Simanaitis Says

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“THE FABULOUS Ferrari,” R&T wrote in a September 1953 road test, “lives up to all the thousands of words which have been written about it.” This particular road test subject was the Vignale-bodied Ferrari 4.1 Coupe, “believed to be the actual car with which Simone led the 1952 race during the early hours….” and a favorite of mine for these last 60 years.

1953 Ferrari 4.1 Coupe, coachwork by Vignale. This and following images from R&T, September 1953.

The test car was owned by Masten Gregory, whose Jaguar C-Type had also been tested by R&T.

Masten Gregory, 1932–1985, American race driver, including Formula One between 1957 and 1965. Image from Motor Sport magazine.

R&T noted that the 4.1’s “successful racing heritage is very evident. The engine and transmission make a bit of noise—a racket which one unkind soul likened to a threshing machine.”

The car’s 4.1 name refers to the 4102-cc displacement of its V-12.

The 4.1’s five-speed gearbox is devoid of synchromesh. Noted R&T, “Down shifts take real skill and, during performance tests, it was a real thrill to watch Mr. Gregory practice ‘racing changes’ using the heel and toe technique to perfection….”

R&T had yet to perfect its lighting for cockpit photography.

“The seats and the driver’s position,” R&T reported, “were without fault and we liked the typical Italian wheel location, well forward so that one tends to steer more with the back and shoulder muscles.”

R&T Data Panels of the era were coded: F-11-53 was the eleventh foreign car tested that year; a Studebaker also tested in September was A-3-53, the third domestic car tested in 1953. By December, the score was 13 foreign cars, four domestics for the year.

The 4.1’s acceleration was formidable for the era. Its 0-60-mph time of 6.1 seconds beat the Jag C-Type’s time by a half-second, even though “… in deference to the cost of replacement, all of our checks on acceleration were made with considerable caution. This affects initial acceleration since full throttle was not applied until over 1000 rpm was attained.”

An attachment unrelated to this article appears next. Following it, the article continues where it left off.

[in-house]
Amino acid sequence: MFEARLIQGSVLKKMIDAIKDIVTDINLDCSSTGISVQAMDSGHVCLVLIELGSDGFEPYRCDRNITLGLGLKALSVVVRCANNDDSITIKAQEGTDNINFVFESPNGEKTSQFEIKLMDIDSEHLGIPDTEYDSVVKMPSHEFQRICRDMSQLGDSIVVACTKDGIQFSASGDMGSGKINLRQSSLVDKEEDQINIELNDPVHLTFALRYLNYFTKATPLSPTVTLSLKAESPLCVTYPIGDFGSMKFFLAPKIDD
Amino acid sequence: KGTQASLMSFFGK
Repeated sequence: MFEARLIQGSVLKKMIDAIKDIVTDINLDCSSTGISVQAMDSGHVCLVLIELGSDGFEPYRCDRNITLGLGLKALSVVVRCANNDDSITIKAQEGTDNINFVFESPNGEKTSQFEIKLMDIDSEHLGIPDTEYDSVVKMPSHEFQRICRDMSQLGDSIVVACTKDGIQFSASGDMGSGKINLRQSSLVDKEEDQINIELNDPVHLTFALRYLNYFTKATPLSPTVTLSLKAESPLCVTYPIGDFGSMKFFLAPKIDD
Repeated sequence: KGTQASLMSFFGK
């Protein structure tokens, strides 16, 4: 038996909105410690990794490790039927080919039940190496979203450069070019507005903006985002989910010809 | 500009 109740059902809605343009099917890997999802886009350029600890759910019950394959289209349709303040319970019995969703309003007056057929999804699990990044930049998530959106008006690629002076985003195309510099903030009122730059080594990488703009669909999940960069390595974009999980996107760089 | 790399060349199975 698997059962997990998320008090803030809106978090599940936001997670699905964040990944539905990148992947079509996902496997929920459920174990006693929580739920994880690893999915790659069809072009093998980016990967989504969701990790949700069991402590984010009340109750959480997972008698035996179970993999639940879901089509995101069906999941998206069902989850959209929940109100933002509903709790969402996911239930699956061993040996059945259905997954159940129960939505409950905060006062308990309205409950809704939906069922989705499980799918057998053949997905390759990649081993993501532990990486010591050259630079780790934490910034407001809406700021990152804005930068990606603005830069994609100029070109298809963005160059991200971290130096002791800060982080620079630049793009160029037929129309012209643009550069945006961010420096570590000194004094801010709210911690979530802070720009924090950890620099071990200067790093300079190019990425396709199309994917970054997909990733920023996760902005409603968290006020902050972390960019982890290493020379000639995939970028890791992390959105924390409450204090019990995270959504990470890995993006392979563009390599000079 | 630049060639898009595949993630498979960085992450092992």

“This chart,” R&T noted, “shows graphically that the Ferrari reaches 110 mph in less time than the Studebaker Commander can attain 70 mph.”

“The ride is firm,” R&T observed, “as would be expected. A fair estimate would be to compare the ride with the TC MG—though actually it’s somewhat better because it is flatter with very little of the TC pitching tendency.”

I suspect this may be the first and only time R&T ever compared a Ferrari with an MG TC.

The portholes are functional, as are rear brake air scoops. Chrome trim was de rigueur in the 1950s. What a handsome profile.

It wasn’t that R&T found the Ferrari without fault. “The steering,” R&T wrote, “is not quite as ‘perfect.’ Though requiring only 2.3 turns lock to lock, there is a lack of feel during low speed driving, coupled with the need for considerable effort to turn sharply. Above 30 mph the steering becomes light and is very accurate. However, at around 60 mph on lightly rough surfaces the entire steering column sometimes vibrates viciously—a fault which all Ferrari owners seem to accept without complaint.”

“Despite some faults,” R&T concluded, “the 4.1 Ferrari is a type of car which has not been available since the death of Ettore Bugatti.”

High praise indeed. ds

© Dennis Simanaitis,, 2018

One comment on “FERRARI 4.1 VIGNALE COUPE

  1. Michael Rubin
    January 16, 2018

    A fellow member of group of local auto enthusiasts drives a Ferrari 330c and joined a recent Morgan run (the traditional Boxing Day event). Part of the drive was on slow, tight two lane roads and he admitted the Ferrari was less than pleasant to steer until the speeds picked up. So a decade later Maranelo apparently stuck to form making cars to be driven quickly on fast roads. (He also noted the engine bogged and he needed to keep the revs up to keep the plugs from fouling.) Ah, thoroughbreds.

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This entry was posted on January 15, 2018 by in Classic Bits and tagged , .
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